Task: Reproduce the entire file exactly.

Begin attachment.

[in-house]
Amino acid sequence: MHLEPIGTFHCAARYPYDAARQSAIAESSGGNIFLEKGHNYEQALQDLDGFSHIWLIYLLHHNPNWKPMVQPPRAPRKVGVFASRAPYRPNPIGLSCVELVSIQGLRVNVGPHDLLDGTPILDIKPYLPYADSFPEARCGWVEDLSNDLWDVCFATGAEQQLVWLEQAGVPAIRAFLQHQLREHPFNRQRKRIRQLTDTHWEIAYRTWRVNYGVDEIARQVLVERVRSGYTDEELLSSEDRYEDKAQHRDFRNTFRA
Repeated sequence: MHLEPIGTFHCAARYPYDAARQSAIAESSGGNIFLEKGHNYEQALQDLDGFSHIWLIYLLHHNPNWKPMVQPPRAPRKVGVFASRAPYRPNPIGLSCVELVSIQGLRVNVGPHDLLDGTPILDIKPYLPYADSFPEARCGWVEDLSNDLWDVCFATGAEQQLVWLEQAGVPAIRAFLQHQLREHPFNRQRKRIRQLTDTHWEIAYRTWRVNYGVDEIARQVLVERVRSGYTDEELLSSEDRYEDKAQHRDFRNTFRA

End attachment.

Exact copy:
[in-house]
Amino acid sequence: MHLEPIGTFHCAARYPYDAARQSAIAESSGGNIFLEKGHNYEQALQDLDGFSHIWLIYLLHHNPNWKPMVQPPRAPRKVGVFASRAPYRPNPIGLSCVELVSIQGLRVNVGPHDLLDGTPILDIKPYLPYADSFPEARCGWVEDLSNDLWDVCFATGAEQQLVWLEQAGVPAIRAFLQHQLREHPFNRQRKRIRQLTDTHWEIAYRTWRVNYGVDEIARQVLVERVRSGYTDEELLSSEDRYEDKAQHRDFRNTFRA
Repeated sequence: MHLEPIGTFHCAARYPYDAARQSAIAESSGGNIFLEKGHNYEQALQDLDGFSHIWLIYLLHHNPNWKPMVQPPRAPRKVGVFASRAPYRPNPIGLSCVELVSIQGLRVNVGPHDLLDGTPILDIKPYLPYADSFPEARCGWVEDLSNDLWDVCFATGAEQQLVWLEQAGVPAIRAFLQHQLREHPFNRQRKRIRQLTDTHWEIAYRTWRVNYGVDEIARQVLVERVRSGYTDEELLSSEDRYEDKAQHRDFRNTFRA